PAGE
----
The Camino: My Recent Camino
He Camino was one of the best things I’ve ever done in my life. Everything was going smoothly until I got lost and fell into a river. More about that in a minute. I began, as most people do, in the tiny French Pyrenees town of St Jean Pied de Port. I’d been preparing for the past twelve months. What I wasn’t prepared for were the sleeping arrangements from the start. Even though we were staying in a hotel I shared a room with about 15 others, men and women. It is very rare for me to share a room, so I had to get used to it, which I quickly did. Sleeping like this, in bunk beds, sharing bathrooms, getting up at 6 am, really bonded people together; I formed friendships which were to last for the rest of my Camino.
The first days walk was the hardest because we had to climb to 1400 metres and walk for about 30 Kms. There was a long line of us all struggling up the hill. I had made good preparation for this and felt ok; walking up Mt Snowden had been that much harder. The views were spectacular, especially watching the sun rise and the rays breaking through the clouds onto the rolling hills below. Oh yes, this was worth coming for. On top of the climb we were in a beautiful land, lush green meadows, the occasional herd of sheep, horses with bells around their necks, vultures fling overhead; they looked like eagles to me but I was assured they were vultures. Eventually I reached the destination, a former monastery in a place called Roncevalles where I shared a small dormitory with three Italians.
Next day up at six, breakfast on the road after an hour sometimes two hours walk. Every day was different, as was the scenery; never as spectacular as the first day but always special. It was good to walk on your own in the silence of a dark morning, guided by the lights of other pilgrims. God speaks to us in the silence. A priest told us that the Camino teaches us two thing: 1. silence 2. Austerity; that no matter how important you are back home, how much money you have, how big your house is, on the Camino all you have is on your back. And for this reason it’s a great leveller. Another priest told us that it didn’t matter why you were on the Camino, what mattered was that you were on it.
I loved the walking. Tramping on my own or with others. It was the journey rather than the destination that most appealed to me. As I walked along I would sometimes catch up with someone and engage them in conversation. The first question would be where are you from, then why are you doing the Camino. The conversations I had were rarely of a trivial kind, I will remember them for a long rime. Many people didn’t quite know why they were doing this. Some were in some kind of crisis, others were looking for healing, some were walking for others everyone had a story. I had gone on the Camino with a view to vocations: I am the vocations’ director for my Order. We were told last year in Rome that pilgrimages were good for vocations. I met two young men who were searching, one from England another from Hungary. They were asking all the right questions; I was so impressed with their intelligence and openness. Who knows?
I will never forget a picturesque town called Najera, with its river and cliffs. I was by now ten days into the Camino. It was there that I got lost and fell into a river. I had decided to go off the beaten track to walk to a monastery and centre of Christianity dating back to the 6th century: St Millan de Caballo; a world heritage site. It was there that the modern Spanish language, Castilian, was first written The trouble with less beaten tracks is you can lose your way, which I did. It took me too close to a river. I crossed some rocks but lost my foothold and in I went! It was a foolish thing to do. I managed to get out and finding a safe place checked my cuts and bruises, fortunately I had brought plasters; I needed lots of them. I changed my wet socks for dry ones. Only later did I discover I’d lost my phone and my camcorder had been ruined by the water. I set out again, managed to find the right path, and tried to convince myself that everything happens for a purpose. I arrived exhausted at St Milan monastery, it was 7 pm and I’d been on the go since 6 am. However when I got to the door almost on my hands and knees there was a polite notice saying it was closed! St John of the Cross would not have approved of my reaction.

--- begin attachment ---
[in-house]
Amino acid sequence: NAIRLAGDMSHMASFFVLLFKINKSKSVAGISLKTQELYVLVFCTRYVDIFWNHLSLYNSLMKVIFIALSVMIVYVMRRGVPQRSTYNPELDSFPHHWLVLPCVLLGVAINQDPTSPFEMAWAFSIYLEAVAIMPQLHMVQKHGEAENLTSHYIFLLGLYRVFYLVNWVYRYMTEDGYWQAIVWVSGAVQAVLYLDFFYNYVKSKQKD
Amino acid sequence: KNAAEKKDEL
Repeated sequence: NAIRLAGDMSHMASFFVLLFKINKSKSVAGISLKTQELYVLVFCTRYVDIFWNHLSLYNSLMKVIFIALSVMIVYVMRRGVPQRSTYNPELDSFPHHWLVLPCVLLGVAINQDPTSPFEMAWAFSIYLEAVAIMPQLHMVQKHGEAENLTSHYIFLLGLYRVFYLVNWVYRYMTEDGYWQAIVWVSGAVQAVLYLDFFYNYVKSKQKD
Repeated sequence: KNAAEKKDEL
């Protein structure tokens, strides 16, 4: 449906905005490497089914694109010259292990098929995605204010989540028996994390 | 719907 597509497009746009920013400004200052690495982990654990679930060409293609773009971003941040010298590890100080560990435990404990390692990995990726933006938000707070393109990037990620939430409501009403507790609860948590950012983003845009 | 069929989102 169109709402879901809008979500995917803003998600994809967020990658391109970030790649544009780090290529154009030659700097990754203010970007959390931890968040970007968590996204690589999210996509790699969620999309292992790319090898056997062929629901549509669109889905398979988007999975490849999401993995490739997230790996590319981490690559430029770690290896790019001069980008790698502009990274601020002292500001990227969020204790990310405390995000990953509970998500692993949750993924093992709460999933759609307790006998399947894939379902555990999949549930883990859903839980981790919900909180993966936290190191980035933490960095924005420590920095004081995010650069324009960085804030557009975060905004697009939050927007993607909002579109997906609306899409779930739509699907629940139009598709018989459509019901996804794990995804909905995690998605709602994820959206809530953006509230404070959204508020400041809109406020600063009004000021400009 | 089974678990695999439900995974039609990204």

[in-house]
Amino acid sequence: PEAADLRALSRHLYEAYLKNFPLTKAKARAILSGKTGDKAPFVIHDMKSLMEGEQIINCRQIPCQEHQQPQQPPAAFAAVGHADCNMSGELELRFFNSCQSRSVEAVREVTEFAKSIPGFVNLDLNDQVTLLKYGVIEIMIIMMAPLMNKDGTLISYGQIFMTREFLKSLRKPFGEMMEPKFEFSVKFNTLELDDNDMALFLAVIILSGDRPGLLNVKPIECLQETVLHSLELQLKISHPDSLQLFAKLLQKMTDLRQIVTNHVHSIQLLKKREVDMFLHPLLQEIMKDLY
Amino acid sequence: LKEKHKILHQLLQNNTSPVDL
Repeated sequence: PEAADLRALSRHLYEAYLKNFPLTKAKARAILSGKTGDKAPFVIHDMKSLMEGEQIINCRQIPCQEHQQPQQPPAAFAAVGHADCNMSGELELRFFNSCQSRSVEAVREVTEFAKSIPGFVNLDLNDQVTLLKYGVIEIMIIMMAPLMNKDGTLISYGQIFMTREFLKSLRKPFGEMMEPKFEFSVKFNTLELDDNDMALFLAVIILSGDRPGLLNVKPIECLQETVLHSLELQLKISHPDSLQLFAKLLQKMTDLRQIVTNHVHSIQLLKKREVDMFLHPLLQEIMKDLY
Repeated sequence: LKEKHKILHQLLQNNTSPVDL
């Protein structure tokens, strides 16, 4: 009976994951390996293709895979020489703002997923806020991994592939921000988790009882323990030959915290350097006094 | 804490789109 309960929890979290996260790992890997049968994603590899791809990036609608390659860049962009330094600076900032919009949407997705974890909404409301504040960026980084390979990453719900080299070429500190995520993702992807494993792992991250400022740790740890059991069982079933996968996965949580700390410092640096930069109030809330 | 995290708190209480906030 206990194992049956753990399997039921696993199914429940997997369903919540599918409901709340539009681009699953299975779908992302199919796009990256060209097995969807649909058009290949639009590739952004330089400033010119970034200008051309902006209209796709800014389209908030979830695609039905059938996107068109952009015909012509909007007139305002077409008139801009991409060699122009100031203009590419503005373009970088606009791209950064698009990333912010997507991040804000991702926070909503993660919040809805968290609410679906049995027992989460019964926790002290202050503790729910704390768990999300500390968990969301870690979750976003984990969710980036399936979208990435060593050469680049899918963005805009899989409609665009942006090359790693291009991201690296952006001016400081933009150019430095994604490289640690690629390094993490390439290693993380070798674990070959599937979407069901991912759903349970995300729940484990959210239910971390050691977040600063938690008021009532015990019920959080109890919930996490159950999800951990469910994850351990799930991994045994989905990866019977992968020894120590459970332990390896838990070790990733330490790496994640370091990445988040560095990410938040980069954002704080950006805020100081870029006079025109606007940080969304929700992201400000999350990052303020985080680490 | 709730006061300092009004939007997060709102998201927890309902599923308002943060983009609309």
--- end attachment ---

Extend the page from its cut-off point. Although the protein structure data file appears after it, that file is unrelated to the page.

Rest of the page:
But that was the only negative on the whole trip, and even that experience turned around the next day, when I met one of the monks who showed me the ancient monastery, offered me lunch with the community and drove me to the bus stop, where I got the bus back to Najera. And so it went on for the next ten days or so. My premature destination came two days beyond Burgos. I shall always remember walking into Burgos with a young Japanese lady who was an actress and dreamed of coming to Edinburgh Castle with its connection to Macbeth; a play she evidently loved. The small remote town where I said goodbye to the Camino was called Castro Jerez. I made careful note of where I left a stone (taken from San Milan) and a conker, with a view to picking them up next year when I hoped to continue my Camino. I was sorry not to be continuing with the others who’d become my friends. I knew there would be tears of joy in Compostella when the pilgrims eventually arrived there thirty five days after starting out. I’ll look forward to that next time.
The Camino can be quite challenging. Many people get blisters but that doesn’t stop them. Some cry with exhaustion especially at the beginning. There were people from every nation and people of all ages; the youngest was a baby and the oldest was eighty five. All walking towards a goal (the baby in a special buggy): the tomb of St James. I know that the experience will change those who had come with the right attitude. What a blessing to be able to share it with so many people. As for vocations, that’s all in God’s good hands.